Language Superiority and Grammar

I love grammar. I love the mathematical, quantitative ability it has to completely turn a pile of garbage sentence into something legible and worth reading. This isn’t to say I’m necessarily good at it, or even enjoy the task of editing the work I have written, but I understand and appreciate the art that is grammar.

In a Huffington Post article by author and grammar freak Willam B. Bradshaw, the necessity of grammar is explored in a universal context. English is the official language of the United Nations, and is spoken relatively predominately around the world. In Bradshaw’s eyes, the stronger a set of grammatical rules are in a language, the easier it is to learn and practice. 

I agree with Bronté’s blog post analysis of the teaching of grammar, in that the primary education system did not prepare me for the shitstorm that was Peter Roccia’s introductory grammar class. I never learned how to effectively polish my own work, and as a result, I am an anxious writer who fears making mistakes in my first draft at the risk of having to edit the hell out of — and sometimes rewrite altogether — large chunks of text (I’ve already done this three times in the composition of this blog post).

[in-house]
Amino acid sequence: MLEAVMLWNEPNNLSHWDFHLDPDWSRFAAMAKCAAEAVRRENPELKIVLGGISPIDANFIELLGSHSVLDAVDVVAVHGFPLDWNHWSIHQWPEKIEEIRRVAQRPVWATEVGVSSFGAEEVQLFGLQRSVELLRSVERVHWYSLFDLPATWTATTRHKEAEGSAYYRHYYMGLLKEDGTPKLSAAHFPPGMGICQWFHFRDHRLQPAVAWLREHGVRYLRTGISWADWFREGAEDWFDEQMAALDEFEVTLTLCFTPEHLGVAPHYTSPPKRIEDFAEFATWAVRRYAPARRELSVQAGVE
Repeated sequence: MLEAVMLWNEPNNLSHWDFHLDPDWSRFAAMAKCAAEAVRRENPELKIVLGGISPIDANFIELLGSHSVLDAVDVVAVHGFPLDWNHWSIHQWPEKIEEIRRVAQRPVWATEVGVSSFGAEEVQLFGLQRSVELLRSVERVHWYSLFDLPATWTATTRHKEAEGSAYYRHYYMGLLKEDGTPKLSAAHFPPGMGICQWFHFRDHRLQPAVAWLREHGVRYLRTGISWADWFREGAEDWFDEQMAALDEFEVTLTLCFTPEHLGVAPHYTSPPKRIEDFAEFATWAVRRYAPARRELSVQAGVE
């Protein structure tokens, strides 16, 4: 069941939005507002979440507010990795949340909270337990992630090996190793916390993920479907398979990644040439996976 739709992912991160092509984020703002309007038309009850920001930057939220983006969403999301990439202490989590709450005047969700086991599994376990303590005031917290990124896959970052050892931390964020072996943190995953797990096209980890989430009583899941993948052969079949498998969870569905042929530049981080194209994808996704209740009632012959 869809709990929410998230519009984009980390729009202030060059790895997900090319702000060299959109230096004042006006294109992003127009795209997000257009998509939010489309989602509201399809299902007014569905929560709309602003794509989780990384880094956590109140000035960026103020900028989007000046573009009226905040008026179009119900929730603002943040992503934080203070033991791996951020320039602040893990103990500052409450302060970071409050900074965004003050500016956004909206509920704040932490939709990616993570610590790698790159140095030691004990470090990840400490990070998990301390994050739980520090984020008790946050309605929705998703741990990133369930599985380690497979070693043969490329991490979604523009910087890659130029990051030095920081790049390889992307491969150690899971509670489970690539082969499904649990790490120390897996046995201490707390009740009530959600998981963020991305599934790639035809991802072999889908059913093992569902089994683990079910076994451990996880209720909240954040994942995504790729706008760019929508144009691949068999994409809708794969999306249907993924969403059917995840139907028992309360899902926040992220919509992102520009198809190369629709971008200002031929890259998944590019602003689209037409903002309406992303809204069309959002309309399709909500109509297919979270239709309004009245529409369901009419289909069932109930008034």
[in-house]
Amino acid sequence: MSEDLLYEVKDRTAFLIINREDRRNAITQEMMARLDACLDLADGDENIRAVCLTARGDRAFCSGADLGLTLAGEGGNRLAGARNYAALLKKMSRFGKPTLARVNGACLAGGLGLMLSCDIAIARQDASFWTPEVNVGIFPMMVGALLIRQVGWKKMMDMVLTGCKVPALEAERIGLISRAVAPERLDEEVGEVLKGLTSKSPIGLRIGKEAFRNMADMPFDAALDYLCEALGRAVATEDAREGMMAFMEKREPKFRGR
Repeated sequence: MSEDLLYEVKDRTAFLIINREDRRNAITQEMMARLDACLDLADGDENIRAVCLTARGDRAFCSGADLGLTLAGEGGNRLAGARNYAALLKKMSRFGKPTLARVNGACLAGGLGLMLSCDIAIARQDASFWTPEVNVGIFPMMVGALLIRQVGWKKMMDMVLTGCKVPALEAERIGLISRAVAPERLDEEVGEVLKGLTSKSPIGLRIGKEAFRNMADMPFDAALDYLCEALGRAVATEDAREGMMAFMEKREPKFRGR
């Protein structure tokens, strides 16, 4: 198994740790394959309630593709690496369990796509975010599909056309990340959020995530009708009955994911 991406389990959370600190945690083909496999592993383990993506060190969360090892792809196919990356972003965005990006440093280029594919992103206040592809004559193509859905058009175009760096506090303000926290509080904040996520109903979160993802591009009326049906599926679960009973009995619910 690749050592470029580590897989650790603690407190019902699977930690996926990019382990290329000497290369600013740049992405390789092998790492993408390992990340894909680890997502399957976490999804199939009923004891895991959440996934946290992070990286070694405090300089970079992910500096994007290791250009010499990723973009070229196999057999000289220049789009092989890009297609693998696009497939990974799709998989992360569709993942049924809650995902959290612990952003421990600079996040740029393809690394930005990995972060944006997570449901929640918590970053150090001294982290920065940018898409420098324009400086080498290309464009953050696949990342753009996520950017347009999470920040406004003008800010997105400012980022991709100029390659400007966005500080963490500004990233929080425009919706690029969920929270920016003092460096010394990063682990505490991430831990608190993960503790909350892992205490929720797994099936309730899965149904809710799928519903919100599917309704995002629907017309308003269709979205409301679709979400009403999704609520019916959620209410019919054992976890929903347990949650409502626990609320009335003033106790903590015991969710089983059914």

But I get the emphasis that is placed on grammar, especially in communications-related fields. As communicators, we are looked up to as authority figures for our language, as gatekeepers who either publish good writing or trash. We set the standard for good English and we hold this standard because it is a universal language, and we want to always strengthen it so our messages are received clearly and correctly. We slave over chunks of text because we know that what we say should match how we say it. Like Marshall MacLuhan said, our media is our message. Grammar is still important in the age of social media because we have the ability to connect with the world. Our superior worldwide communication gives us this responsibility.

– Shaleigh


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